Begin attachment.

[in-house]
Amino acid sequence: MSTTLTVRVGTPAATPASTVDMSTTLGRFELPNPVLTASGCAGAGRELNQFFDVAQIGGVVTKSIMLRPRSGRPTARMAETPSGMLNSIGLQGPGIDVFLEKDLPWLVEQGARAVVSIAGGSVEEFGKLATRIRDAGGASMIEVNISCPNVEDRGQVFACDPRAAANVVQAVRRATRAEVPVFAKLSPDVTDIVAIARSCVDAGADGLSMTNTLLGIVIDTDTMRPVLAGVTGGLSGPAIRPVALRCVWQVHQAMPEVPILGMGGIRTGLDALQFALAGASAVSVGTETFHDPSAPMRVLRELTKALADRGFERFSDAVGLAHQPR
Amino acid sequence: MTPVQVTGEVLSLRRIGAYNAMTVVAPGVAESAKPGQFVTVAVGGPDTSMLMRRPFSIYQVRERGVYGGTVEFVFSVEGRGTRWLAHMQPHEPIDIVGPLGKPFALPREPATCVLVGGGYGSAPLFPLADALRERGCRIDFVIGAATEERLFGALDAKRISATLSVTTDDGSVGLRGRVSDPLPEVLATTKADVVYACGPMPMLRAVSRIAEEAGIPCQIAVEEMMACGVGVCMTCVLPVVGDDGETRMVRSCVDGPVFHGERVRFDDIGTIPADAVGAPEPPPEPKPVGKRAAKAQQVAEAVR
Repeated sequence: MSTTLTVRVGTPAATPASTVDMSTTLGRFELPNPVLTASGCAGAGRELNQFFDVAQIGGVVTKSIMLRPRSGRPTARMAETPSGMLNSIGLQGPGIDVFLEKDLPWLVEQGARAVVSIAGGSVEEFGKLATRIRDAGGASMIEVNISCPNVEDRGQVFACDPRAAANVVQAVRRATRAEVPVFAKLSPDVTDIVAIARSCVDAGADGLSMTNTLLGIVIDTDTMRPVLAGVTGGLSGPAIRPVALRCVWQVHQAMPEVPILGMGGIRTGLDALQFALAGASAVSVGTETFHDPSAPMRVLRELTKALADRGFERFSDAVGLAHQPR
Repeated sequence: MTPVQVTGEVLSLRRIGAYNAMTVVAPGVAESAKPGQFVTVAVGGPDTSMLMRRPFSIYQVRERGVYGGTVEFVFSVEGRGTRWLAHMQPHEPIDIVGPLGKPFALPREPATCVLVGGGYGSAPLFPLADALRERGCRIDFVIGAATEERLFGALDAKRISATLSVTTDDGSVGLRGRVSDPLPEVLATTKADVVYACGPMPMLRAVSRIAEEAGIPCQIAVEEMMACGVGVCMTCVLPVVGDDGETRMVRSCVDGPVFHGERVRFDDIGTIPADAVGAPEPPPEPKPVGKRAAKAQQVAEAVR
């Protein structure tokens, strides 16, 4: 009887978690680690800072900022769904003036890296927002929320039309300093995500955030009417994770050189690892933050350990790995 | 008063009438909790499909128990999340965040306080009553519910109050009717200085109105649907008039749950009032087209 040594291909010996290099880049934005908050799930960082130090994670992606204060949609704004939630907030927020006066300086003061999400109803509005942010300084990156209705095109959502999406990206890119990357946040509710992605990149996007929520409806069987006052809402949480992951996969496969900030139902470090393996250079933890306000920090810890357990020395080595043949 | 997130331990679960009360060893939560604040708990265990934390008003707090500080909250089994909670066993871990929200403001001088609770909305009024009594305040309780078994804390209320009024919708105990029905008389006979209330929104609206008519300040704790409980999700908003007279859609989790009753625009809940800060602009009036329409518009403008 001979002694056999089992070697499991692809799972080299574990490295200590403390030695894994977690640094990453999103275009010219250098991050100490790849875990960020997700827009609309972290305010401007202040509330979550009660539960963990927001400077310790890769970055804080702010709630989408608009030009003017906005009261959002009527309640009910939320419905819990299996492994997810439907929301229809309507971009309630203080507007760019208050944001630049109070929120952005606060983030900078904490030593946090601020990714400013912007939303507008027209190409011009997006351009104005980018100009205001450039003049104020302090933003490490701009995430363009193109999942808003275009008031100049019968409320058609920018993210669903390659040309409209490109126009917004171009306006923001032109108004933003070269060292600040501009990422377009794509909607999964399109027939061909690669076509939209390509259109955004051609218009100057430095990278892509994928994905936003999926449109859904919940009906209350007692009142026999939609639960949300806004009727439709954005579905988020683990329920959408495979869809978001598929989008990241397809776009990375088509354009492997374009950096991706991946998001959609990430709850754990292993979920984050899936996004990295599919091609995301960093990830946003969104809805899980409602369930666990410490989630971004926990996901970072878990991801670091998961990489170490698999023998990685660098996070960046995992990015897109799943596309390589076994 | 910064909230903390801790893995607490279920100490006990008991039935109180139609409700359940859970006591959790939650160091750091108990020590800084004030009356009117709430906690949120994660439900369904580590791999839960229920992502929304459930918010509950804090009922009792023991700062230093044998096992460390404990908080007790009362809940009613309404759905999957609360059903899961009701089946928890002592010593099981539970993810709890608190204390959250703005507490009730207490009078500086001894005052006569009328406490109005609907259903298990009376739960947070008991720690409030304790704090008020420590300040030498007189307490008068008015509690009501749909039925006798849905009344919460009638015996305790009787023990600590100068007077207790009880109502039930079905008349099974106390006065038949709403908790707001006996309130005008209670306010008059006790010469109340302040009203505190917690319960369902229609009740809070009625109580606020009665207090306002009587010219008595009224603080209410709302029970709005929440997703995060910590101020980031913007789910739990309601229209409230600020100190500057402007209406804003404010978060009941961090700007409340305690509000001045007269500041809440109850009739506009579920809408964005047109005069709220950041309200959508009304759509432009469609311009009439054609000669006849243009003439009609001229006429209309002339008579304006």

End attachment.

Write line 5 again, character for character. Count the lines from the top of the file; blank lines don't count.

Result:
Repeated sequence: MTPVQVTGEVLSLRRIGAYNAMTVVAPGVAESAKPGQFVTVAVGGPDTSMLMRRPFSIYQVRERGVYGGTVEFVFSVEGRGTRWLAHMQPHEPIDIVGPLGKPFALPREPATCVLVGGGYGSAPLFPLADALRERGCRIDFVIGAATEERLFGALDAKRISATLSVTTDDGSVGLRGRVSDPLPEVLATTKADVVYACGPMPMLRAVSRIAEEAGIPCQIAVEEMMACGVGVCMTCVLPVVGDDGETRMVRSCVDGPVFHGERVRFDDIGTIPADAVGAPEPPPEPKPVGKRAAKAQQVAEAVR